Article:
Phenomenology of Obsessive-Compulsive Disorder

Carol A. Mathews

in Oxford Handbook of Anxiety and Related Disorders

Published in print September 2008 | ISBN: 9780195307030
Published online September 2012 | | DOI:

Series: Oxford Library of Psychology

 Phenomenology of Obsessive-Compulsive Disorder

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This chapter focuses on the phenomenology of obsessive-compulsive disorder (OCD), which is an anxiety disorder whose key features are recurrent, distressing, intrusive obsessions and/or compulsions. Obsessive-compulsive symptoms (OCS) occur along a continuum; mild or moderate symptoms are normal or adaptive in some circumstances, but can develop into a clinically significant disorder if they persist or cause substantial distress or impairment. OCD is heterogeneous, with multiple symptom subtypes (e.g., contamination fears, aggressive or sexual obsessions, hoarding) that may have different etiologies and treatment response patterns. OCD is also frequently comorbid with other psychiatric disorders, including tic, eating, mood, and other anxiety disorders. Although the phenomenology of OCD is well elucidated, the relationship between normal OCS and OCD, and their relationships to other neuropsychiatric disorders is less well understood.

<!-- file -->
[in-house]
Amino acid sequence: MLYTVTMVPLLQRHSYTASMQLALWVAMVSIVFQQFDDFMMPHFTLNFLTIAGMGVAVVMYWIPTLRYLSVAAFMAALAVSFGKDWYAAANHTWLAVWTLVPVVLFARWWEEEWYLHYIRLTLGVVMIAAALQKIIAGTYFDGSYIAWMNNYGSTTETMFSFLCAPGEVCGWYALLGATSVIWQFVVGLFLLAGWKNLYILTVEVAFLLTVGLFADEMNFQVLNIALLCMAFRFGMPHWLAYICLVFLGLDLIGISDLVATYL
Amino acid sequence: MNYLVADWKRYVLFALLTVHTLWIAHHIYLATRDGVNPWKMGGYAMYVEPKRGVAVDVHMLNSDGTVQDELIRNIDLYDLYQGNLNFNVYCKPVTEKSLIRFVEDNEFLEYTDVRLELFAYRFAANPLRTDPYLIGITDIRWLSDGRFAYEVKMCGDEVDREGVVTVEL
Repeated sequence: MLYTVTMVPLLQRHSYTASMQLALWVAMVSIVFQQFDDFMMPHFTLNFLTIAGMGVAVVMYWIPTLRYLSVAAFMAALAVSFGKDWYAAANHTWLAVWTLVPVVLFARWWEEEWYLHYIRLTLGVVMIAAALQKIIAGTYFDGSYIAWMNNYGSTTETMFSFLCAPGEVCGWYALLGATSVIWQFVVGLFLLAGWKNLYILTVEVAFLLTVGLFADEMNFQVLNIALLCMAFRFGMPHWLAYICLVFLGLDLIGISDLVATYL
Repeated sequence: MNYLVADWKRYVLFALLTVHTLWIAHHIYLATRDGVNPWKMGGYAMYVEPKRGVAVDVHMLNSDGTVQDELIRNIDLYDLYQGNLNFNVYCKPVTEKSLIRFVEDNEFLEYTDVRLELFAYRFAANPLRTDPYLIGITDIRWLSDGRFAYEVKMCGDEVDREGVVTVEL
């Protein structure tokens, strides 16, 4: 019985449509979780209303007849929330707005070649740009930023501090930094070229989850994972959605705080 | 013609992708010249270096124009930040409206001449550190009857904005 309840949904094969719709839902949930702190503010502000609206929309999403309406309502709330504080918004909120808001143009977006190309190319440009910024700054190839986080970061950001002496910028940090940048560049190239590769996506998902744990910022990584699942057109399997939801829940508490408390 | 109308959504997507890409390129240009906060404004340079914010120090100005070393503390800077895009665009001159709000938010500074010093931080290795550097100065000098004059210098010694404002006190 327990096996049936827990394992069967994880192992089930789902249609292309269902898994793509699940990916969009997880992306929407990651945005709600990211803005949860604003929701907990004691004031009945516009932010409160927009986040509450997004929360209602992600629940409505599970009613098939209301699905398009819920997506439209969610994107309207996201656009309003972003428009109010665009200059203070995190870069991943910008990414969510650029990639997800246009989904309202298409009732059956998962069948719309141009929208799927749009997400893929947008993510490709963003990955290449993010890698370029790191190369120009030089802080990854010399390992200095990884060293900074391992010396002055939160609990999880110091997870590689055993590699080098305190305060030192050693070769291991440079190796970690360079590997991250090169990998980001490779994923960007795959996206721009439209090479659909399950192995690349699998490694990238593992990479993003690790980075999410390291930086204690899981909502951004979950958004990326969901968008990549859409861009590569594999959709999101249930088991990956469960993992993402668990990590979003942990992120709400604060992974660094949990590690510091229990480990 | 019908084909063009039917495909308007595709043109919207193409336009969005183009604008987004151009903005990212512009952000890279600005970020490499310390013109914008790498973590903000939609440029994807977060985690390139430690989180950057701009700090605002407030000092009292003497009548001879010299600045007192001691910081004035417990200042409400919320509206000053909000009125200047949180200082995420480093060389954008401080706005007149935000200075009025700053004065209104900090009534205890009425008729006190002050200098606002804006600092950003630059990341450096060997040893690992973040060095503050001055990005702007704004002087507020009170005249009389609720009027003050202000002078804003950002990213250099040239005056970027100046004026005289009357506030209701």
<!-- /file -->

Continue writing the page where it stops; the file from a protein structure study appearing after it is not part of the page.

Keywords: avoidance behavior; compulsion; obsession; obsessive-compulsive disorder; OCD diagnostic; OCD phenomenology; obsessive-compulsive spectrum; phenotype; rumination; symptom subtype; threat domain

Article.  6162 words. 

Subjects: Psychology ; Clinical Psychology

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